Chandler Jones is much easier to project in this situation. He has been both a 4-3 end and 3-4 outside linebacker during his career, including four seasons in New England where he totaled 35 sacks with Graham as his position coach. With 105.5 career sacks and 46 career turnovers in ten seasons, Jones is probably heading to the Hall of Fame once his playing career is over.
Jones missed the majority of the 2020 season with a torn biceps. When he returned last year, some speculated the then 31-year-old, was a player in decline. Those critics are nowhere to be found now. His 2021 was not as impressive as the 2019 season when Jones piled up 55 combined tackles, 19 sacks, forced 8 fumbles, and recovered 3, but at 32-8-10.5 with 7 turnovers, he is hardly showing signs of decline.
From a physical perspective, Jones is much like Crosby. Long at 6-foot-5 with a great burst, wide wingspan, and a knack for separating the ball from the carrier. Bringing him on board was a great move for the Raiders, not only from the perspective of his on-field contribution but also for his leadership as a mentor to Crosby. Las Vegas has a long way to go to prove themselves, but they have a great foundation with two of the league’s outstanding edge defenders.
Graham is from the Bill Belichick coaching tree and runs a multiple-front scheme similar to what the Patriots have run for more than a decade. If we look back at those Patriots teams and other defenses coached by Belichick disciples including Graham, one of the things we see consistently is fantasy-friendly production from the interior line positions. Last season is a perfect example. With Graham as the defensive coordinator for the Giants, Austin Johnson was the seventh-ranked tackle, and Dexter Lawrence made the Top 20.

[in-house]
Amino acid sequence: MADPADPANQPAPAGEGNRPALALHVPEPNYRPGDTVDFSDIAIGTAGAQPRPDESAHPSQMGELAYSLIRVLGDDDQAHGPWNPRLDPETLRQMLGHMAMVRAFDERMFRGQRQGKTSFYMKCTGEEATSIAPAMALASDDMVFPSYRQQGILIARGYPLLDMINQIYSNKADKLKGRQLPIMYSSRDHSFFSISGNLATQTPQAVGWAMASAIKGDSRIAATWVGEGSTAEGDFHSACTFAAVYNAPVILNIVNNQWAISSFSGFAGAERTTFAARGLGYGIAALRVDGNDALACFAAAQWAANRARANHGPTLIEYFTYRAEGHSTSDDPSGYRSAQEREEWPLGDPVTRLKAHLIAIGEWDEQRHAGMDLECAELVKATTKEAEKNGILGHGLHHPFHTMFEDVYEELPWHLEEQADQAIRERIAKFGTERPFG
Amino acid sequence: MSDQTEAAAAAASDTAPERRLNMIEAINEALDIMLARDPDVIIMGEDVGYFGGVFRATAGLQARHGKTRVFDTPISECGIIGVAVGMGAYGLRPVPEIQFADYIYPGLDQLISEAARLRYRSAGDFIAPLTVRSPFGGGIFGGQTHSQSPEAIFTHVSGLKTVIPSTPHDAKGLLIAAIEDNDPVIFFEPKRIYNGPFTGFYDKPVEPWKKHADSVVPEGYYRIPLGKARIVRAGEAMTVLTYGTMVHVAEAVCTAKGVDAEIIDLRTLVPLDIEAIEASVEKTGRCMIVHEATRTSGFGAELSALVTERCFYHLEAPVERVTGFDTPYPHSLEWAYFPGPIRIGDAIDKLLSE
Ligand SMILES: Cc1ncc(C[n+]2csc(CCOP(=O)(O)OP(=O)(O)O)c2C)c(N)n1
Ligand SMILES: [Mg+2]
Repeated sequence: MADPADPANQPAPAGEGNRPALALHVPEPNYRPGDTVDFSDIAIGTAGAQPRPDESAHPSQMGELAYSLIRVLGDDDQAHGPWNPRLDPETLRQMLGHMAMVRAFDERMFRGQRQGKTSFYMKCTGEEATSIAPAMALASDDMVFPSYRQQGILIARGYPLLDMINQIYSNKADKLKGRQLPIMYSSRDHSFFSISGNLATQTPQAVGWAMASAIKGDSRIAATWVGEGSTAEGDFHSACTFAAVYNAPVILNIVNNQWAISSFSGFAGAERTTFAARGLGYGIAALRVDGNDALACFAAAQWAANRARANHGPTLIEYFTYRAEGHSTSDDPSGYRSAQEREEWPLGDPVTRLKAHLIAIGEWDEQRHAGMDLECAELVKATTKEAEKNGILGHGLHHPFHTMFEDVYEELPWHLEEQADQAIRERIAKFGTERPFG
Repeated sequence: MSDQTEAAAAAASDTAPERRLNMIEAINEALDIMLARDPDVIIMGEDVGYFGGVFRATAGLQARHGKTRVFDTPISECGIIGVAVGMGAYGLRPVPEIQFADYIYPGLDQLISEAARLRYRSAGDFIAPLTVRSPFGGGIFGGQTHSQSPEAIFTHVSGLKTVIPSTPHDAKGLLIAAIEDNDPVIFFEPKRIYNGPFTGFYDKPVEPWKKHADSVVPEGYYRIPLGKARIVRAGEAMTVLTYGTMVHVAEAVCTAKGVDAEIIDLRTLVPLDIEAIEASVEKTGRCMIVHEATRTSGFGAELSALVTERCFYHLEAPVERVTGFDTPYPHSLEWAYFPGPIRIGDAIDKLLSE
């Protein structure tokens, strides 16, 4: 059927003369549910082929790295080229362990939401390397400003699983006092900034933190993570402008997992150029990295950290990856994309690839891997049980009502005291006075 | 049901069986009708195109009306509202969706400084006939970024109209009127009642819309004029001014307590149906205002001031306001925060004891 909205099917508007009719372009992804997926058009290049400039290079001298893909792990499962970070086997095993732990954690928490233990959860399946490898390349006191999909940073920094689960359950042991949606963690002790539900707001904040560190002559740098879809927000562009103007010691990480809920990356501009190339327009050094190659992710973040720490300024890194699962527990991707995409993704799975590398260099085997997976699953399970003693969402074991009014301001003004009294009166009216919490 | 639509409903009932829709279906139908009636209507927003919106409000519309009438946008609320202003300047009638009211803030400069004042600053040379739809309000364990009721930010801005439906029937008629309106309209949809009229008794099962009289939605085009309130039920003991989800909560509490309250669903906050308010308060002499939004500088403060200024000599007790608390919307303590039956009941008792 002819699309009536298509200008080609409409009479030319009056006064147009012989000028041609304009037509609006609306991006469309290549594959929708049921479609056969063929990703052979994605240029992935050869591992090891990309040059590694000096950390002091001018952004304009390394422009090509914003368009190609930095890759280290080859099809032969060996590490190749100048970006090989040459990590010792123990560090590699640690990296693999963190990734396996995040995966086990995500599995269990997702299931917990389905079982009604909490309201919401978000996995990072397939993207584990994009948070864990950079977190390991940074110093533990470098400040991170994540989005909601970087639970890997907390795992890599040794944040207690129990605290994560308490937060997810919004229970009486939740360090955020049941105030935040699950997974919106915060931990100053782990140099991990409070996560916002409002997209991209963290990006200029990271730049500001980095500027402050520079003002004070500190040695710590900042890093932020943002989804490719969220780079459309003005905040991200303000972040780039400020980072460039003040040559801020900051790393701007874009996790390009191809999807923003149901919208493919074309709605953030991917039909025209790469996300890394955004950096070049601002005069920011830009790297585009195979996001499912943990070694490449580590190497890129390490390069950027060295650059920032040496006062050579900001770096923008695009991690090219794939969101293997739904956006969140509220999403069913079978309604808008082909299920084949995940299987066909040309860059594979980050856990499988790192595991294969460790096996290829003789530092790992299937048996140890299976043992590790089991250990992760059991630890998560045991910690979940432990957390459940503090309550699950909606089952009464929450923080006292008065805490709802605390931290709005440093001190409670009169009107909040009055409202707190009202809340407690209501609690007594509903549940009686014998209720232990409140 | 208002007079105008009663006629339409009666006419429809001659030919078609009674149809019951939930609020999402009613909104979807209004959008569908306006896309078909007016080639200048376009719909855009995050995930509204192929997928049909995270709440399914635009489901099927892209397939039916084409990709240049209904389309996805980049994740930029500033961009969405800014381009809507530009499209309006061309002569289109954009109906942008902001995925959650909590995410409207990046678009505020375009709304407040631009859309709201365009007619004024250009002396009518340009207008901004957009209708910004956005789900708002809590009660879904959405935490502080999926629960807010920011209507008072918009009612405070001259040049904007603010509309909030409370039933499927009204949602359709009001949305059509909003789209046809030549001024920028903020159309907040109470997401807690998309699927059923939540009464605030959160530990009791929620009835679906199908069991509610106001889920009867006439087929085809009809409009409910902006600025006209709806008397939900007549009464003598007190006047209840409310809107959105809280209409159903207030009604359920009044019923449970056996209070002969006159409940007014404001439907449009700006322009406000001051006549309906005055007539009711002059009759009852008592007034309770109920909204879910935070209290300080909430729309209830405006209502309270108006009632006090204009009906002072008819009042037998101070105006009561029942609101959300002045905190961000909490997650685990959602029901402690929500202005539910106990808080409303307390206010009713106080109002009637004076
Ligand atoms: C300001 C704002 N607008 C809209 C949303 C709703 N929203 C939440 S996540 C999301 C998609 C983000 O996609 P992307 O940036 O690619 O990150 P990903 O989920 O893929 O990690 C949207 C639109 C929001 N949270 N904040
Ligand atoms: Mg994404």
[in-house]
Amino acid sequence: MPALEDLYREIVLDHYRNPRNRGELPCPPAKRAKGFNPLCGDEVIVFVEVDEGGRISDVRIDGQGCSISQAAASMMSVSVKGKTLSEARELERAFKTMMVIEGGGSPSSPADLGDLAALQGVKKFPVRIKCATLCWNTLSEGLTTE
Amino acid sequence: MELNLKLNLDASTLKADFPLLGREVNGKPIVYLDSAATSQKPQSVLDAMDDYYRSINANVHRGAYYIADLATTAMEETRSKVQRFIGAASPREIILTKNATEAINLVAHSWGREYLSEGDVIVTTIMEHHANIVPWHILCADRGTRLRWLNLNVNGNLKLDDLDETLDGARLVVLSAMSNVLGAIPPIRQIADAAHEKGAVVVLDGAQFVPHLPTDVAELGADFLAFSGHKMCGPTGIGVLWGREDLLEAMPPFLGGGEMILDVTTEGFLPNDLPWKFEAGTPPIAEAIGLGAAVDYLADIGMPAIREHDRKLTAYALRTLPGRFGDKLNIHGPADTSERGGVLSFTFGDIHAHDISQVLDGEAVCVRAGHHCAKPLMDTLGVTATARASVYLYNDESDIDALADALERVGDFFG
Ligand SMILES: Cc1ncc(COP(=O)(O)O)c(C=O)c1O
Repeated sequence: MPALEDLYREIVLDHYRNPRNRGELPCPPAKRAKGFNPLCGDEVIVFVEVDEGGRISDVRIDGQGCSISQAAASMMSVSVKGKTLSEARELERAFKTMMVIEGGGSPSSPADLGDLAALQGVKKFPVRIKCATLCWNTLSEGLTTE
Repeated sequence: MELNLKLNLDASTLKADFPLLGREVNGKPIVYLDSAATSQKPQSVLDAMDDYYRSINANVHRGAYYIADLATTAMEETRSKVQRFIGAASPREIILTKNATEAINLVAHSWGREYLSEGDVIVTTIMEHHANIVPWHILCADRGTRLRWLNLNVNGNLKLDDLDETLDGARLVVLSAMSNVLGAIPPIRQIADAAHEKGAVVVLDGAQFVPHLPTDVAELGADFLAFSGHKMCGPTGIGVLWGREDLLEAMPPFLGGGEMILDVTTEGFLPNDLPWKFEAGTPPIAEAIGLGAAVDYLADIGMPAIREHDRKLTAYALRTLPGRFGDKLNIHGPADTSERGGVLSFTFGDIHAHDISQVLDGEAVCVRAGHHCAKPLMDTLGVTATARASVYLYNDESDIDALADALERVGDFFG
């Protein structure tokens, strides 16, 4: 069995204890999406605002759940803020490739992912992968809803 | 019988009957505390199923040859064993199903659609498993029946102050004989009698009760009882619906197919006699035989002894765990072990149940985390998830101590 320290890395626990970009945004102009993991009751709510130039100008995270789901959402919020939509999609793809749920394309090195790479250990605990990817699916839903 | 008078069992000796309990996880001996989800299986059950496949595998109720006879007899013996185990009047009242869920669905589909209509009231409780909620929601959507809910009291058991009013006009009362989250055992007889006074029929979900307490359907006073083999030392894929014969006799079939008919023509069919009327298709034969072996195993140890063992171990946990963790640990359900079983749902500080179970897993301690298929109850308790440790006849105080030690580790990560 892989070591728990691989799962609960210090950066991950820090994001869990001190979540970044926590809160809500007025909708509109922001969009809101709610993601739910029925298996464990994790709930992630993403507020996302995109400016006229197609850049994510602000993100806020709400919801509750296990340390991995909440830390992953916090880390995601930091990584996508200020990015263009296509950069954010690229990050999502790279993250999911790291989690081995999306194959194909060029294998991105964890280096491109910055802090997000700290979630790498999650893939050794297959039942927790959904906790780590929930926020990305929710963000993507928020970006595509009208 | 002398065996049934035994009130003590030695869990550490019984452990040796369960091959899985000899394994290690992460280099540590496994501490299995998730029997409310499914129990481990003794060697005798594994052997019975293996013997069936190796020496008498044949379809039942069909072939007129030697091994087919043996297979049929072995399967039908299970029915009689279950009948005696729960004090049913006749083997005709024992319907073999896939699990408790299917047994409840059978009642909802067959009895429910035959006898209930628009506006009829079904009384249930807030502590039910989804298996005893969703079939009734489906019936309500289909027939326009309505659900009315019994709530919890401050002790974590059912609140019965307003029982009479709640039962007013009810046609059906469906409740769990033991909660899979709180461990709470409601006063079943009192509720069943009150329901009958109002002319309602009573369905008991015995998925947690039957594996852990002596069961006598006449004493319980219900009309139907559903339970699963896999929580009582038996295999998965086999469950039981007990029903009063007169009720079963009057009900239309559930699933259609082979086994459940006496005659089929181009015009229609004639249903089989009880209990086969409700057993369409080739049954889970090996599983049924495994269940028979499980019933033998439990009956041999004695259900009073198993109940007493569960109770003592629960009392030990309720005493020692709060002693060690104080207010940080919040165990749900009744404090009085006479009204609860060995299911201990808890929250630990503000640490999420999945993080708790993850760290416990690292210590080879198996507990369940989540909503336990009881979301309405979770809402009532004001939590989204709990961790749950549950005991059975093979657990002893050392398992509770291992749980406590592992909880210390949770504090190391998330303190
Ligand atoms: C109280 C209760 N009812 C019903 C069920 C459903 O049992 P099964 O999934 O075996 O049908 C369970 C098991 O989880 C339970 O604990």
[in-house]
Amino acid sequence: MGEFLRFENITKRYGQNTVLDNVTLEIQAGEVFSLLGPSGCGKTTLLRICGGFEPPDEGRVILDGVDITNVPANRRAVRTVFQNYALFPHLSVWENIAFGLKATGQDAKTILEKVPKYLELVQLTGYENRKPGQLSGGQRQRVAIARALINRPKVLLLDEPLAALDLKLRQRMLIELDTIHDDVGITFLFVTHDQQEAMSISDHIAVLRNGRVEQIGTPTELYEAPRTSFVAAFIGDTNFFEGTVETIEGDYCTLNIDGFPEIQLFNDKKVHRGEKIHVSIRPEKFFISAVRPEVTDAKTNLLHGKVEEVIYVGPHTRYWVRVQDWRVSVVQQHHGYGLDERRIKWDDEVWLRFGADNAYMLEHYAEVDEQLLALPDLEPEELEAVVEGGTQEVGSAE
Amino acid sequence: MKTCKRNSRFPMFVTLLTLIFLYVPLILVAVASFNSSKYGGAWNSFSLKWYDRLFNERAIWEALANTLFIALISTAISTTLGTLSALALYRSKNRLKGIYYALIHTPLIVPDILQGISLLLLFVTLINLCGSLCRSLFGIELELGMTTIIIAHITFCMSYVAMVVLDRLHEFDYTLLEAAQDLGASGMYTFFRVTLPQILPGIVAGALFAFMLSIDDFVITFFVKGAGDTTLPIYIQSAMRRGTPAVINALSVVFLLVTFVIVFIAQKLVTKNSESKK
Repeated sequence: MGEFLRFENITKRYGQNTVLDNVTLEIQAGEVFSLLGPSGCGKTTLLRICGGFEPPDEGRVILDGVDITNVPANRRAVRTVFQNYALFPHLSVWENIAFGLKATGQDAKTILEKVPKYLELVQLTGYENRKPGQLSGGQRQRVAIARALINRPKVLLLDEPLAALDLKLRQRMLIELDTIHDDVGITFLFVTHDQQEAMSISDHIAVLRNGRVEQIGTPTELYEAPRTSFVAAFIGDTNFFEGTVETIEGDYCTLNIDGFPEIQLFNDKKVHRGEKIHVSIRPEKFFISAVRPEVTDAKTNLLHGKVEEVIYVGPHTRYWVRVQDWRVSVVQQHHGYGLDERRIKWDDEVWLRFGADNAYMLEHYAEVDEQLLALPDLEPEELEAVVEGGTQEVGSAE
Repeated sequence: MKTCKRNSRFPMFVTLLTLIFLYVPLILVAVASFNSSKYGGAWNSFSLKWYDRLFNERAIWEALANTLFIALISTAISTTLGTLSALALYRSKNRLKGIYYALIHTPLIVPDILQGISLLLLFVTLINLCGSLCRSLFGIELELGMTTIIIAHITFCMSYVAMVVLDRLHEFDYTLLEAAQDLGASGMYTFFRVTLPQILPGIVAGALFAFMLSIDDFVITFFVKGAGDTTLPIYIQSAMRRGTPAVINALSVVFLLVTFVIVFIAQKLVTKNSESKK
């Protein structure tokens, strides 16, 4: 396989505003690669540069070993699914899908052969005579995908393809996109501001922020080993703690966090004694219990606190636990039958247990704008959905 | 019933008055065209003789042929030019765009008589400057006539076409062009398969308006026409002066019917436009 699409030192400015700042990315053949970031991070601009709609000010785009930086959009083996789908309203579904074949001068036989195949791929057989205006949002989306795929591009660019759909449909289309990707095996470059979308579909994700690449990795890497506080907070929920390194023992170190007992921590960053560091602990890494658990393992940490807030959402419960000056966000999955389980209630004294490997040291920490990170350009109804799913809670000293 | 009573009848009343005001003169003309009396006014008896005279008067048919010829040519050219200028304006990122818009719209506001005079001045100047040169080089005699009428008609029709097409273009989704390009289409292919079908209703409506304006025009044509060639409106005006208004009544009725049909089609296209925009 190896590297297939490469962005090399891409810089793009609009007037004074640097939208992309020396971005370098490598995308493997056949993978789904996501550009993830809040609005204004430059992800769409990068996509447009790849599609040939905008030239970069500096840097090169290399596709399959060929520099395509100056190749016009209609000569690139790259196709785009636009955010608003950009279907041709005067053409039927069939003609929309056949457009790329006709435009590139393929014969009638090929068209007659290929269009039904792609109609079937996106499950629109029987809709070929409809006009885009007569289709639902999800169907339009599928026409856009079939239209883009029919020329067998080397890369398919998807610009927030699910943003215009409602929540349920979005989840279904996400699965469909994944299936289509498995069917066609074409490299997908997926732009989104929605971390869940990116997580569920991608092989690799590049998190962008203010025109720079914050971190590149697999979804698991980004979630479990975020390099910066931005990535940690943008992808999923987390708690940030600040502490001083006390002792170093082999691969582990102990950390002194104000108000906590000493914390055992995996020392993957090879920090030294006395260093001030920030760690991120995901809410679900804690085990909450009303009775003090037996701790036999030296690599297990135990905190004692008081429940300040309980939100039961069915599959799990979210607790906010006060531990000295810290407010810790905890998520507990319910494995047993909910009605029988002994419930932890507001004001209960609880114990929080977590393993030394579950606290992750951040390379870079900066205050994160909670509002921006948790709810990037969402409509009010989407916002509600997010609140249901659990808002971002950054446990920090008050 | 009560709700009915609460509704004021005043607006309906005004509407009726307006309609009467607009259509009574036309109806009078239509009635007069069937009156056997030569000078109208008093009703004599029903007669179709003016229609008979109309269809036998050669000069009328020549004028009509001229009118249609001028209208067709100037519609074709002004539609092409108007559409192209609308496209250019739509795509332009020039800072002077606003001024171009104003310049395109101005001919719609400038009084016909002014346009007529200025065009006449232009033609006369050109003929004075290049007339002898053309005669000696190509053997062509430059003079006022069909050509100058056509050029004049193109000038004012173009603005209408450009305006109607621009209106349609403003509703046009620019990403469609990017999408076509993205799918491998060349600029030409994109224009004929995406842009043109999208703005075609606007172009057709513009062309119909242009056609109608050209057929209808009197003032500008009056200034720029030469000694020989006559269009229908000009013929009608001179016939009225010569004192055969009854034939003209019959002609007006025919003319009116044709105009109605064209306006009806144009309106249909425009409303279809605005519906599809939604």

So who on the Raiders roster, will be this year’s version of Austin Johnson? That is a tough call with so little to go on. Those in the running include Johnathan Hankins, Vernon Butler, Bilal Nichols, and possibly one of the rookies, Neil Farrell Jr and Matthew Butler who were fourth and fifth-round picks respectively.
If forced to take a shot on one of these guys now, I would toss a coin between Hankins and Butler. Neither of those players has consistently given us reliable production in the past, but both have shown some potential to do so. Hankins has 16 career sacks spread out over nine years in the league, but 11.5 of those came in two seasons, with a career-best of seven. He has never exceeded 31 solo stops in a season but consistently puts up 35-45 combined tackles and assists.
Butler has never lived up to his first-round draft status but had 31 combined tackles, 6 sacks, and forced 3 fumbles while with the Panthers in 2019. To this point, 2019 remains the only season he was a regular starter as a pro. Looking at his college career where Butler totaled 104 tackles, 4 sacks, and 5 turnovers in his last two years at Louisiana Tech, there is some hope. Maybe this scheme will bring out the play that made Butler a day-one pick.
- DE/OLB Maxx Crosby – No matter what position he is listed at, the numbers will be there
- DE/OLB Chandler Jones – 40+ tackles and double-digit sacks are his norm
- DE/OLB Malcolm Koonce – Injury sleeper that might flourish in the new scheme
- DE/OLB Clelin Ferrell – Titanic first-round bust thus far, maybe the new scheme will help
- DT/DE Jonathan Hankins – Potential DT2
- DT/DE Bilal Nichols – Deep sleeper
- DE/DT Matthew Butler – Watch list player
- DT/NT Vernon Butler – Watch list player
- DT/NT Tyler Lancaster – No impact expected
- NT/DT Neil Farrell Jr – Rookie with some potential in tackle-required leagues